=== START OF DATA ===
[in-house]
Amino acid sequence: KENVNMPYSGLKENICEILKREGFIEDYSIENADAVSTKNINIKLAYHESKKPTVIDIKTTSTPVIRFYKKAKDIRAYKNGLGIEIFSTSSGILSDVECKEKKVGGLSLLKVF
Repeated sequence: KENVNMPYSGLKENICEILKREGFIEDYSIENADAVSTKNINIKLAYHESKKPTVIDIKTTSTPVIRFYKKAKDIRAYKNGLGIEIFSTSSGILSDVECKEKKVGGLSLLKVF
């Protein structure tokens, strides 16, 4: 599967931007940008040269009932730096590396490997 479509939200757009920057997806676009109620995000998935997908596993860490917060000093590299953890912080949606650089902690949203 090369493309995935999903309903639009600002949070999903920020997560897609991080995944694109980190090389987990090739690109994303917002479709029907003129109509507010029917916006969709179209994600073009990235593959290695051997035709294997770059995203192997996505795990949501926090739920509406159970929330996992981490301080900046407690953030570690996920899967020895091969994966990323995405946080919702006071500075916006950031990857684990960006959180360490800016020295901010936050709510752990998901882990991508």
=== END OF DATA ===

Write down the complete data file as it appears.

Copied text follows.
[in-house]
Amino acid sequence: KENVNMPYSGLKENICEILKREGFIEDYSIENADAVSTKNINIKLAYHESKKPTVIDIKTTSTPVIRFYKKAKDIRAYKNGLGIEIFSTSSGILSDVECKEKKVGGLSLLKVF
Repeated sequence: KENVNMPYSGLKENICEILKREGFIEDYSIENADAVSTKNINIKLAYHESKKPTVIDIKTTSTPVIRFYKKAKDIRAYKNGLGIEIFSTSSGILSDVECKEKKVGGLSLLKVF
């Protein structure tokens, strides 16, 4: 599967931007940008040269009932730096590396490997 479509939200757009920057997806676009109620995000998935997908596993860490917060000093590299953890912080949606650089902690949203 090369493309995935999903309903639009600002949070999903920020997560897609991080995944694109980190090389987990090739690109994303917002479709029907003129109509507010029917916006969709179209994600073009990235593959290695051997035709294997770059995203192997996505795990949501926090739920509406159970929330996992981490301080900046407690953030570690996920899967020895091969994966990323995405946080919702006071500075916006950031990857684990960006959180360490800016020295901010936050709510752990998901882990991508």